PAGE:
Help! Why are My Cloth Diapers Leaking?

Do your cloth diapers leak? They shouldn’t. Cloth diapers are designed to keep messes contained, so if you have a leak, something is going wrong somewhere.

So why then are your cloth diapers leaking? Cloth diapers leak when one of seven things go wrong:

  1. The diaper doesn’t fit right;
  2. Baby needs to be changed more frequently;
  3. There isn’t enough absorbency;
  4. The absorbancy that’s there isn’t fast enough;
  5. Minerals, detergent or other products are built-up on the diaper, keeping it from absorbing;
  6. There’s too much pressure on the diaper, causing compression leaks; or
  7. There’s a problem with the waterproof layer

In this post, I’m going to cover each one of those reasons, and then jump into the different types of leaks (at night, though the legs, through the top, etc.) to pinpoint the most-likely causes of your specific leak.

How to Keep Cloth Diapers from Leaking

Make Sure the Diaper Fits Right

This is the most common cause of leaks, and the first thing you should check when leaks happen since it’s also the easiest to fix.

Properly fitting diapers should sit flush inside the bikini line crease, with no gaps.

They should also lay as flat as possible around the tummy so that you can fit a few fingers in the top but the diaper still doesn’t shift down even when your little one is busy running all over the place. The top of the diaper should sit just below the belly button and cover the top of the bum completely at all times.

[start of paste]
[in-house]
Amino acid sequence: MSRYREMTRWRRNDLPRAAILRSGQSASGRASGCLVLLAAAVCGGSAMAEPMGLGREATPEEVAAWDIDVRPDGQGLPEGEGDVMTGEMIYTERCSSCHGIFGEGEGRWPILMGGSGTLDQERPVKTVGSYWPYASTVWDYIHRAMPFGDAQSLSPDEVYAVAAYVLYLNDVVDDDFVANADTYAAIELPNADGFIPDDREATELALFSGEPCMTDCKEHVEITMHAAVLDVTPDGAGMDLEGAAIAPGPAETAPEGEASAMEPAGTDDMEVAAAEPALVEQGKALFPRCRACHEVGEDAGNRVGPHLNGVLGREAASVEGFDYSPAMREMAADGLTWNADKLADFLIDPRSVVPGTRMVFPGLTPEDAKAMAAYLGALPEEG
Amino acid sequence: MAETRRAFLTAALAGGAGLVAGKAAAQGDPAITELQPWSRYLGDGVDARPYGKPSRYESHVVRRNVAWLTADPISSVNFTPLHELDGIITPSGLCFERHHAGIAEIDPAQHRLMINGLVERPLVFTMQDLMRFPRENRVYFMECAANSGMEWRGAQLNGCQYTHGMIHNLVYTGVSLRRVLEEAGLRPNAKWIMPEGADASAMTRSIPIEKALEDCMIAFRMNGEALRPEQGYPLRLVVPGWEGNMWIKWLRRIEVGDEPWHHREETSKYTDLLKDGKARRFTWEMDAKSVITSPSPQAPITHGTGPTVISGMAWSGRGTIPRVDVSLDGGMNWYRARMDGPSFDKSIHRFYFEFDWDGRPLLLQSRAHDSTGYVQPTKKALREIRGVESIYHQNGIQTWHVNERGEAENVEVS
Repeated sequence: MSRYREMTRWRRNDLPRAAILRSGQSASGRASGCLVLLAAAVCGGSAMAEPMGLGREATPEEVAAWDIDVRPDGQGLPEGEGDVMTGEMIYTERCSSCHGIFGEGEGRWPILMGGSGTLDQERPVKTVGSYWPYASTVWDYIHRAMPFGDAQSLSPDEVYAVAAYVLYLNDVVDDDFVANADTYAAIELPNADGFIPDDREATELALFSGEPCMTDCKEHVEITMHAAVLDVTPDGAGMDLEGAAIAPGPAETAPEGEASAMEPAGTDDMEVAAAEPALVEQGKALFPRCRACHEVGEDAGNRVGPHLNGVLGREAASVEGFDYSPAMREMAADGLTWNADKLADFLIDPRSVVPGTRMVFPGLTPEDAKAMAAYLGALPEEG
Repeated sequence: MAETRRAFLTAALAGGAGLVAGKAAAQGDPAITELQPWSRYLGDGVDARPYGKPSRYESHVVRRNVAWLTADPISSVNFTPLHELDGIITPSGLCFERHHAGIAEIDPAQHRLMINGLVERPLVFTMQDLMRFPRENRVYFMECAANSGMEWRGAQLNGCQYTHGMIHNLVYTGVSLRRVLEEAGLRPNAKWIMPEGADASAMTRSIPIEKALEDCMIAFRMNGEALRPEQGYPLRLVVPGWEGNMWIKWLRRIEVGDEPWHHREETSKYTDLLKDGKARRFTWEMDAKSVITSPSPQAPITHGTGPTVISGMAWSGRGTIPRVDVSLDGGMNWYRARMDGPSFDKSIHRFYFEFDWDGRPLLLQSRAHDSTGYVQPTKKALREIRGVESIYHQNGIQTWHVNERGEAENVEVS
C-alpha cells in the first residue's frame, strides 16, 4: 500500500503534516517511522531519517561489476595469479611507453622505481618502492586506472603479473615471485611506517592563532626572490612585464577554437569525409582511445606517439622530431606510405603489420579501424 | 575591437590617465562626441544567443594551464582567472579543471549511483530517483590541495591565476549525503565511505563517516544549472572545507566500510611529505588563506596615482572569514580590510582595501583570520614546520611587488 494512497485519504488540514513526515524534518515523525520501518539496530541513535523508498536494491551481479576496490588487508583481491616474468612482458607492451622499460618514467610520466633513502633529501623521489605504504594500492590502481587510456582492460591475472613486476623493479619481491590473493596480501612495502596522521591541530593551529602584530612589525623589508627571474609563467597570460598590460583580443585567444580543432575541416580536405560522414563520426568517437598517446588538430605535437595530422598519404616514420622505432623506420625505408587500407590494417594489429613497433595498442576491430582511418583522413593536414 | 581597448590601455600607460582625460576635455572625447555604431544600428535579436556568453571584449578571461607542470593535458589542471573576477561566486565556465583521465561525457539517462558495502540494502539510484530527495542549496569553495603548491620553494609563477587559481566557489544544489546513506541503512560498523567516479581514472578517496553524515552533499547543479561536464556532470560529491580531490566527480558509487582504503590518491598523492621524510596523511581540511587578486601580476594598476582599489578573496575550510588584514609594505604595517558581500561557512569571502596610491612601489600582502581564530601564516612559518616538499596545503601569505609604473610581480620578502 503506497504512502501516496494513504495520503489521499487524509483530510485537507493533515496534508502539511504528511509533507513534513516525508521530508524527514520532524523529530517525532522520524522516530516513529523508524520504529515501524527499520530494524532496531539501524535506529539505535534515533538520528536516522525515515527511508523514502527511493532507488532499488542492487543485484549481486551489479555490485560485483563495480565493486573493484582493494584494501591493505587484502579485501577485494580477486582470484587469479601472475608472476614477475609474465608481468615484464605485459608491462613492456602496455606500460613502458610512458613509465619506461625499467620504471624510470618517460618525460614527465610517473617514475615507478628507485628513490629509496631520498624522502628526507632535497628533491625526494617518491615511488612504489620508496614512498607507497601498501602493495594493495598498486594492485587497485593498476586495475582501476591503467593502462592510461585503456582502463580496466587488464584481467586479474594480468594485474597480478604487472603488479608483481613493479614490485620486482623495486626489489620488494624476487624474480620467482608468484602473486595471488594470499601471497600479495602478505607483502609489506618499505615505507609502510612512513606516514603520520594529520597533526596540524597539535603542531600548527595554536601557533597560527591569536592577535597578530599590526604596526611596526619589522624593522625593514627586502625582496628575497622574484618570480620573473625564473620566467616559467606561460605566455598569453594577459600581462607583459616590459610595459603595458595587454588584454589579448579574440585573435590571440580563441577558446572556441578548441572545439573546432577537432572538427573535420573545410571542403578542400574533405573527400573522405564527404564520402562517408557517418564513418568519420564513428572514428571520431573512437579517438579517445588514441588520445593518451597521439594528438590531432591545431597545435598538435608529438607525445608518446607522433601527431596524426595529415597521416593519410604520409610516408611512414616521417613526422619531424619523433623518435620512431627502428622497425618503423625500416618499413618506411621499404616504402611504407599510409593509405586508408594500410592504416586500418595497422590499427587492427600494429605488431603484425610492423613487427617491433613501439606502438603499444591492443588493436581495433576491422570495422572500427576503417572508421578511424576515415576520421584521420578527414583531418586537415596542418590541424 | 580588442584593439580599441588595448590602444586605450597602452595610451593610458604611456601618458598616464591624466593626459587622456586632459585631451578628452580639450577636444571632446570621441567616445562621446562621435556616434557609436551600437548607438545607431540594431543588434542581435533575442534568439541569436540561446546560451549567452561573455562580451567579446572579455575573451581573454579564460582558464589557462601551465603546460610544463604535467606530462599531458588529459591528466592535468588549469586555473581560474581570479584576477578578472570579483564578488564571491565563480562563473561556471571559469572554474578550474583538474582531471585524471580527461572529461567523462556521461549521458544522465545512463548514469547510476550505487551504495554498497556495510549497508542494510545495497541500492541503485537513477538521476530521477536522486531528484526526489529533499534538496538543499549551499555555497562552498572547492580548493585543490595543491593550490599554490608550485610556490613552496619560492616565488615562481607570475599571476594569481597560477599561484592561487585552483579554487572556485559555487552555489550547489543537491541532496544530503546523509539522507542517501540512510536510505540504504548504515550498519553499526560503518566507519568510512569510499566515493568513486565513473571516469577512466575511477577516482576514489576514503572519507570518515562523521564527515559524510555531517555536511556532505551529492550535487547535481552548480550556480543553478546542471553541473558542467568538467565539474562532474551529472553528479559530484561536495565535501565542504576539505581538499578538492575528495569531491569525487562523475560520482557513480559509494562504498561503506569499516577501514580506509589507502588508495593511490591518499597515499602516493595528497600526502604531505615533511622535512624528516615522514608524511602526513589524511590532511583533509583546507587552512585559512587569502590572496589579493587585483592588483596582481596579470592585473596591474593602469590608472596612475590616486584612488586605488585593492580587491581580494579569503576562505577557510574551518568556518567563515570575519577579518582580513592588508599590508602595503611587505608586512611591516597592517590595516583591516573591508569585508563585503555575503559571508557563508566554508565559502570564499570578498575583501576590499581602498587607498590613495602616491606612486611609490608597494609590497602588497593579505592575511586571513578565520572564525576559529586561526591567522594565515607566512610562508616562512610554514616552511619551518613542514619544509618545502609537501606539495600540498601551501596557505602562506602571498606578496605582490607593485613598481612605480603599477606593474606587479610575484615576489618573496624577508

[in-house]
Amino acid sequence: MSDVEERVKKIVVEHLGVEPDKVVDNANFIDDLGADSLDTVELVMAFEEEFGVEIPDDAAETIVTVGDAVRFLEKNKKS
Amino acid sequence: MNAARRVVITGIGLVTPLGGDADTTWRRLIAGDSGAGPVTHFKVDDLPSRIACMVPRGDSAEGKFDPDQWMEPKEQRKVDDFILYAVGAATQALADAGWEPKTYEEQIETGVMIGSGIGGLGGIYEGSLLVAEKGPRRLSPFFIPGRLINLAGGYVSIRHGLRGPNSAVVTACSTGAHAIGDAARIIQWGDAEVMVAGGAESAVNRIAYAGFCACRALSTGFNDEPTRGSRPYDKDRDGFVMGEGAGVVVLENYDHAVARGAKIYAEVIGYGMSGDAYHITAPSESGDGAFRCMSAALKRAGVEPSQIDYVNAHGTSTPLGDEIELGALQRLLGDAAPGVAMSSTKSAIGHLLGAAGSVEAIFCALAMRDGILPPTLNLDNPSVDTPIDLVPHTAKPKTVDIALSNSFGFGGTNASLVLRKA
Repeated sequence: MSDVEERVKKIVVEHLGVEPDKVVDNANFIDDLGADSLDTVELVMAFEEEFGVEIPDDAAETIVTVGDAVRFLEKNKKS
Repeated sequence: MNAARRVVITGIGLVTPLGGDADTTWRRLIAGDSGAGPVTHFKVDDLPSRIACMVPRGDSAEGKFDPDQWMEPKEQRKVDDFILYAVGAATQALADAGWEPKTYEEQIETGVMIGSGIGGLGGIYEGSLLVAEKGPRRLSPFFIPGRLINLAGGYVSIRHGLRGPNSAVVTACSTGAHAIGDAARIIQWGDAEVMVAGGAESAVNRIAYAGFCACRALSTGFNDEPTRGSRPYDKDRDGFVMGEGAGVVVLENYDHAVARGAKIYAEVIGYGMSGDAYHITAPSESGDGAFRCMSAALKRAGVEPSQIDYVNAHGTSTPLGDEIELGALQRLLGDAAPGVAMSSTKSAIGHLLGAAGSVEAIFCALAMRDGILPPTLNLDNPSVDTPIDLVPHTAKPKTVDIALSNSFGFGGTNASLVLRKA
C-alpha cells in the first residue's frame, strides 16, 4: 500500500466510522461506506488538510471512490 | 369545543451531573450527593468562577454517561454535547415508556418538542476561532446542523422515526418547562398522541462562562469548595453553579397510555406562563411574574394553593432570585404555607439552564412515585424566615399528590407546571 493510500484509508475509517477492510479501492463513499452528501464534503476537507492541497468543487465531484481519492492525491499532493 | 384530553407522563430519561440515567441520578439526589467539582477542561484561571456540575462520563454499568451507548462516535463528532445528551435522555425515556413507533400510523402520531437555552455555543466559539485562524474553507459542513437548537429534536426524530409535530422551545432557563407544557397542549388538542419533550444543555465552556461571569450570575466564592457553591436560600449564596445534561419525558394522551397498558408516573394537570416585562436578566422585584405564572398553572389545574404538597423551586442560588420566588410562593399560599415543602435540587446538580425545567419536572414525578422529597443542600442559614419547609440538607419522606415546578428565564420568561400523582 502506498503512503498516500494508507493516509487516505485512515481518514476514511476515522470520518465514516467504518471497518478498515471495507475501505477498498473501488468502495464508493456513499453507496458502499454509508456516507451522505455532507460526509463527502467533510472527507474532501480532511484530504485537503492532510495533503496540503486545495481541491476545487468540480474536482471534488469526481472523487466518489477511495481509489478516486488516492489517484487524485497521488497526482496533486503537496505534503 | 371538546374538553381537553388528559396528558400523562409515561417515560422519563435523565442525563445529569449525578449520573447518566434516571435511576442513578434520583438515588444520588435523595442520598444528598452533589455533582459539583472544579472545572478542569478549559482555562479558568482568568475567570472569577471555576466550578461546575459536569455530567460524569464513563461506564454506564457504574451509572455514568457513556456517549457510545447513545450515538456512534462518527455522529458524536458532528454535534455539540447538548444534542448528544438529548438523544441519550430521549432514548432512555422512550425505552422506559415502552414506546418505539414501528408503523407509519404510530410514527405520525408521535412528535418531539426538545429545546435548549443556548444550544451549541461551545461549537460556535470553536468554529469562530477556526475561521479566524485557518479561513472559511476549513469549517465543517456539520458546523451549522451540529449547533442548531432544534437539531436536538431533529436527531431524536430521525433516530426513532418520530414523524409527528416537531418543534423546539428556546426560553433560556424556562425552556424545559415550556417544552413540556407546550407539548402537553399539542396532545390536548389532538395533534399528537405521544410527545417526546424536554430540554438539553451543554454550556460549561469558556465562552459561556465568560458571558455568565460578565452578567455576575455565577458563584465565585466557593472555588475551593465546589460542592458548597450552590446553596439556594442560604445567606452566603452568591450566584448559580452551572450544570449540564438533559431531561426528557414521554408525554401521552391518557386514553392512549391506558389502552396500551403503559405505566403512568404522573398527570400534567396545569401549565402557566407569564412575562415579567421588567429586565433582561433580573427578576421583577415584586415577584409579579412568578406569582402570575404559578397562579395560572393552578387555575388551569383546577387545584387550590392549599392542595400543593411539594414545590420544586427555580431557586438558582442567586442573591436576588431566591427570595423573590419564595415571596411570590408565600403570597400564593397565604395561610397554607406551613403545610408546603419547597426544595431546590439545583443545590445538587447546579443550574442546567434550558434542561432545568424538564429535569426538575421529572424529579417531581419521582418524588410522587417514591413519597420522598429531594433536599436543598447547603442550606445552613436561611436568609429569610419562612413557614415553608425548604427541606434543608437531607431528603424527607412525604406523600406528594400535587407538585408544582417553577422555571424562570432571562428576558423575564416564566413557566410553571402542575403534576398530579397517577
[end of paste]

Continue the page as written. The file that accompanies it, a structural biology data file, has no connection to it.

If you’re using a two-piece diaper system, like prefolds, flats, or fitteds, make sure none of the absorbent fabric is sticking out of the waterproof cover, or it will leak.

When adjusting the fit remember that elastics are made to stretch, so worry more about getting a snug fit than putting it on too tight. Often, when adjusting the diaper, we get worried about it being too tight, or worry when we see pink marks after taking a diaper off. Those marks called “sock marks” because they are the same as when you get a few indents on your ankle from snug socks. Sock marks don’t hurt you, and diaper marks won’t hurt your baby as long as they are nice and light and disappear in a short while.

Special note: Sock marks are completely normal, and actually a good thing because you know that diaper is snug. But if those marks are deep, have a white substance in them, or are blistered or bubbled in any way, that’s something else and it should be checked out right away by a paediatrician.

Be Careful Overstuffing Isn’t Ruining Your Fit

If you’re having a hard time getting the diaper to fit in the leg creases no matter how much adjusting you do, make sure you’re not adding too many thick inserts. This is especially a concern if you’re using pocket diapers, which are made to hold a set number of inserts.

Too many inserts pushing the diaper up and off the body can prevent the elastics from sitting where they need to. It can also compress the inserts inside the diaper, causing compression leaks, which we will talk about below.

Make Sure the Diaper’s Elastics are Still Good

No matter how hard you try, if the elastics of your diaper are no longer stretchy enough, you won’t be able to eliminate the leg gaps, at least not without putting the rest of the diaper on too tight.

Here’s a few photos of two diapers. Both are the same brand, the same size, purchased roughly around the same time. There’s only one difference: the elastics of the teal diaper are shot (dried out and crackling when stretched).

It’s no wonder that shot elastics make such a huge impact on fit!

Here are three things to check for if you think the elastics of your diaper might be the cause of your fit and leak problems: